The Niterói Gay Pride Parade was last night. Half of me loved the street party that started at about 5:00 p.m. and continued until about midnight. The other half of me was over the noise and revelry after we were home and trying to sleep at 11:00 p.m.
The huge street party, closing traffic on the avenue along Praia de Icaraí, had traffic rerouted to the street just below our bedroom window. Drivers were not happy and let us know with their horns (Brazilian drivers love to use their horns).
I love a good party. And we went to participate in this party. But us older guys go home sooner than the young folks that dominate these sorts of events. (Very cute folks, I might add.) I laid in bed for a very long time listening to drunken revelers making their way home under my bedroom window. But goddess bless them – I was there once. It was not a big deal.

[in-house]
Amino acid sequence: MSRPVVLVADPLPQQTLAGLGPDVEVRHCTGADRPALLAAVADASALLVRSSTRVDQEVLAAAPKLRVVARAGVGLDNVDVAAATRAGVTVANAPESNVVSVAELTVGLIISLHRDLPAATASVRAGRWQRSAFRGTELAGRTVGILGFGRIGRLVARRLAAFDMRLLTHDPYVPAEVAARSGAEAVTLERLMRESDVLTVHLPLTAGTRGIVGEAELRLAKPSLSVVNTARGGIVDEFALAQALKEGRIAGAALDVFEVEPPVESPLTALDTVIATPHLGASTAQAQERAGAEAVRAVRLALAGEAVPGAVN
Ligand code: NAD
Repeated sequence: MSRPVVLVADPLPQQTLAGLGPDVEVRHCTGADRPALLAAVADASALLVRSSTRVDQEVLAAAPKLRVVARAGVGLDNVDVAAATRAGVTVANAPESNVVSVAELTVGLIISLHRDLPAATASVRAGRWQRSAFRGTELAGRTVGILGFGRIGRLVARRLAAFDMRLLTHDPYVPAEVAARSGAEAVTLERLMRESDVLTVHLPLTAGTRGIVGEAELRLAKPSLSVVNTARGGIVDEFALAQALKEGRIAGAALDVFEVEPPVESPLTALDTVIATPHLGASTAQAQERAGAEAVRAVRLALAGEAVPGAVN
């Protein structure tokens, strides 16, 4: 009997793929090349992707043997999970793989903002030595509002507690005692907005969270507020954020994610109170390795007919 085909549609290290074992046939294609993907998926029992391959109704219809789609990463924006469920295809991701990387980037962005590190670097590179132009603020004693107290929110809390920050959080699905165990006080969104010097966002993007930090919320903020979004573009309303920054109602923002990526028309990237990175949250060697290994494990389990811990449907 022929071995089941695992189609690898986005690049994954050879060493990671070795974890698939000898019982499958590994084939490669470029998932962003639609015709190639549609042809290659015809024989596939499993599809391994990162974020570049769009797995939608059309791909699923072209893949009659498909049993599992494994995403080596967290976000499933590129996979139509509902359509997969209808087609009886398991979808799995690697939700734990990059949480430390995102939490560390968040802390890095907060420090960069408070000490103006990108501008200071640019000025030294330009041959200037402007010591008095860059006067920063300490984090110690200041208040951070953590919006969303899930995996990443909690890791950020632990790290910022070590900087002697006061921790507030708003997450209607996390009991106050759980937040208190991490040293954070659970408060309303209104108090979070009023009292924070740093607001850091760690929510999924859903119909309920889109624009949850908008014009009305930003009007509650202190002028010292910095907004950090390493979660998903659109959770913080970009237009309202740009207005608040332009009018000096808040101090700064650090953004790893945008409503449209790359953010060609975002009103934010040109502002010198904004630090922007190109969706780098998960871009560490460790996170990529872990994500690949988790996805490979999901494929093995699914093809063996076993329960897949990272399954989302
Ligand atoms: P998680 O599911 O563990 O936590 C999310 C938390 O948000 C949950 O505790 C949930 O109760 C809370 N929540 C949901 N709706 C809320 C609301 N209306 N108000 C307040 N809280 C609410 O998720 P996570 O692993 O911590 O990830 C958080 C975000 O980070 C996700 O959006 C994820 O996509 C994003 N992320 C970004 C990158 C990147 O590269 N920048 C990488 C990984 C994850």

Sign me up as pro-Gay Pride Parade in Niterói!
More importantly, the theme was once again “Anti-Homophobia.”
There is a very well-funded campaign by the Rio state government to combat homophobia. Lots of media and collateral print materials.
The campaign is called “Rio without Homophobia.” Nice to see. But as Luiz (in his professional tourism capacity points out) would remind us this is an economic strategy in the build up to the World Cup and the Olympics. It is a tourist publicity campaign.
But that’s OK by me. If you can get hotels to display “Rio sem Homofobia” stickers in their front windows (and on their websites) to try and attract more clients (and actually be less offensive) then I’m all in favor of a legislative or economic campaign that encourages merchants to be less offensive. Call me practical.
I know you cannot legislate tolerance – but if you can educate folks to be less offensive in an effort to see their business grow – well, I’m all for that.
The Rio Sem Homophbia campaign is robust. It was all over the Niterói Gay Pride Parade yesterday. Let’s hope it catches even more traction.
Check out the Rio Sem Homofobia campaign here.